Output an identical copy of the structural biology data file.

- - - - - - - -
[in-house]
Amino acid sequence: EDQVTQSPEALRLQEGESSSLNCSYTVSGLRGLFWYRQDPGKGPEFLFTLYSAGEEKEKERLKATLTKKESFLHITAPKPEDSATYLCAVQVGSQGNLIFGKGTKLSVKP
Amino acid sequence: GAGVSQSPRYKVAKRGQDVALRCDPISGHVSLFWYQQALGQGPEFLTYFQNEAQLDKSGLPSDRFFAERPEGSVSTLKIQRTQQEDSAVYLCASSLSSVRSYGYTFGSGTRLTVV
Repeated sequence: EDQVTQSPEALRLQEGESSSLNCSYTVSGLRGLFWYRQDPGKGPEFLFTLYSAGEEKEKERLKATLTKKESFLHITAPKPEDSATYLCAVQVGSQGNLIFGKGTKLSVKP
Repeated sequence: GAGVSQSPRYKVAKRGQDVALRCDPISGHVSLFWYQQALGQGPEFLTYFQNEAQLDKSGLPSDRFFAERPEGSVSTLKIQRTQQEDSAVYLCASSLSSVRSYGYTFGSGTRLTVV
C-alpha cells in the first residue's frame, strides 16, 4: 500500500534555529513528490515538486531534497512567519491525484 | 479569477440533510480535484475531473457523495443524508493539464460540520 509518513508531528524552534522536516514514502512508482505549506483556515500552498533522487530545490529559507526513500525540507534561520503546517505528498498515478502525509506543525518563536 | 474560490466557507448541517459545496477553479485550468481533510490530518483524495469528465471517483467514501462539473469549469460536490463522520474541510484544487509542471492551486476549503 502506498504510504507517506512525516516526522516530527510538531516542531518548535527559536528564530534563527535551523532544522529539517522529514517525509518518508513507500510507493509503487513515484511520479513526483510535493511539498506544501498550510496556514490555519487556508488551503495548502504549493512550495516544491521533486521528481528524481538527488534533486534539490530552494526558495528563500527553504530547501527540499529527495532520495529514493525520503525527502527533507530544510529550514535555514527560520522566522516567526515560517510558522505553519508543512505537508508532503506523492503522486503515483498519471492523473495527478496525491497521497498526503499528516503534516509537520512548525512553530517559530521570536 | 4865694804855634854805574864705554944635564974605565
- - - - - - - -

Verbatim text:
[in-house]
Amino acid sequence: EDQVTQSPEALRLQEGESSSLNCSYTVSGLRGLFWYRQDPGKGPEFLFTLYSAGEEKEKERLKATLTKKESFLHITAPKPEDSATYLCAVQVGSQGNLIFGKGTKLSVKP
Amino acid sequence: GAGVSQSPRYKVAKRGQDVALRCDPISGHVSLFWYQQALGQGPEFLTYFQNEAQLDKSGLPSDRFFAERPEGSVSTLKIQRTQQEDSAVYLCASSLSSVRSYGYTFGSGTRLTVV
Repeated sequence: EDQVTQSPEALRLQEGESSSLNCSYTVSGLRGLFWYRQDPGKGPEFLFTLYSAGEEKEKERLKATLTKKESFLHITAPKPEDSATYLCAVQVGSQGNLIFGKGTKLSVKP
Repeated sequence: GAGVSQSPRYKVAKRGQDVALRCDPISGHVSLFWYQQALGQGPEFLTYFQNEAQLDKSGLPSDRFFAERPEGSVSTLKIQRTQQEDSAVYLCASSLSSVRSYGYTFGSGTRLTVV
C-alpha cells in the first residue's frame, strides 16, 4: 500500500534555529513528490515538486531534497512567519491525484 | 479569477440533510480535484475531473457523495443524508493539464460540520 509518513508531528524552534522536516514514502512508482505549506483556515500552498533522487530545490529559507526513500525540507534561520503546517505528498498515478502525509506543525518563536 | 474560490466557507448541517459545496477553479485550468481533510490530518483524495469528465471517483467514501462539473469549469460536490463522520474541510484544487509542471492551486476549503 502506498504510504507517506512525516516526522516530527510538531516542531518548535527559536528564530534563527535551523532544522529539517522529514517525509518518508513507500510507493509503487513515484511520479513526483510535493511539498506544501498550510496556514490555519487556508488551503495548502504549493512550495516544491521533486521528481528524481538527488534533486534539490530552494526558495528563500527553504530547501527540499529527495532520495529514493525520503525527502527533507530544510529550514535555514527560520522566522516567526515560517510558522505553519508543512505537508508532503506523492503522486503515483498519471492523473495527478496525491497521497498526503499528516503534516509537520512548525512553530517559530521570536 | 4865694804855634854805574864705554944635564974605565